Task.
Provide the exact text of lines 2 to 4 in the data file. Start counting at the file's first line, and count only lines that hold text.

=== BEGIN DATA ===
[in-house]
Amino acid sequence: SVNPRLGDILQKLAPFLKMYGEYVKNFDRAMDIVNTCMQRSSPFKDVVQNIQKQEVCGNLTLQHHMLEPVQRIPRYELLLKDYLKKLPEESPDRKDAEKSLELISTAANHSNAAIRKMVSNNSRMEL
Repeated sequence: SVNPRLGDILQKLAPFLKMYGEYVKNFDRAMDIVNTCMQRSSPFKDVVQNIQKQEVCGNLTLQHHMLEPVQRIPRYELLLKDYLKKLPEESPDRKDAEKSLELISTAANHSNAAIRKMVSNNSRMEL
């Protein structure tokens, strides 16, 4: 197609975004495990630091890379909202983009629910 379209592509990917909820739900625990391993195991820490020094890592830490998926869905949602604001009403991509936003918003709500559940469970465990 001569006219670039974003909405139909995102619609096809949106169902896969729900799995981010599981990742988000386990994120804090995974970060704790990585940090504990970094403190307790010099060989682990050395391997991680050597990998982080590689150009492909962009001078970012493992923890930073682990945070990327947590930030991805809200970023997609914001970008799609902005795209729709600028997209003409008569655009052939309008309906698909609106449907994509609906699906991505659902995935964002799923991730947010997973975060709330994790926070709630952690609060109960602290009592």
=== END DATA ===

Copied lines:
Amino acid sequence: SVNPRLGDILQKLAPFLKMYGEYVKNFDRAMDIVNTCMQRSSPFKDVVQNIQKQEVCGNLTLQHHMLEPVQRIPRYELLLKDYLKKLPEESPDRKDAEKSLELISTAANHSNAAIRKMVSNNSRMEL
Repeated sequence: SVNPRLGDILQKLAPFLKMYGEYVKNFDRAMDIVNTCMQRSSPFKDVVQNIQKQEVCGNLTLQHHMLEPVQRIPRYELLLKDYLKKLPEESPDRKDAEKSLELISTAANHSNAAIRKMVSNNSRMEL
């Protein structure tokens, strides 16, 4: 197609975004495990630091890379909202983009629910 379209592509990917909820739900625990391993195991820490020094890592830490998926869905949602604001009403991509936003918003709500559940469970465990 001569006219670039974003909405139909995102619609096809949106169902896969729900799995981010599981990742988000386990994120804090995974970060704790990585940090504990970094403190307790010099060989682990050395391997991680050597990998982080590689150009492909962009001078970012493992923890930073682990945070990327947590930030991805809200970023997609914001970008799609902005795209729709600028997209003409008569655009052939309008309906698909609106449907994509609906699906991505659902995935964002799923991730947010997973975060709330994790926070709630952690609060109960602290009592």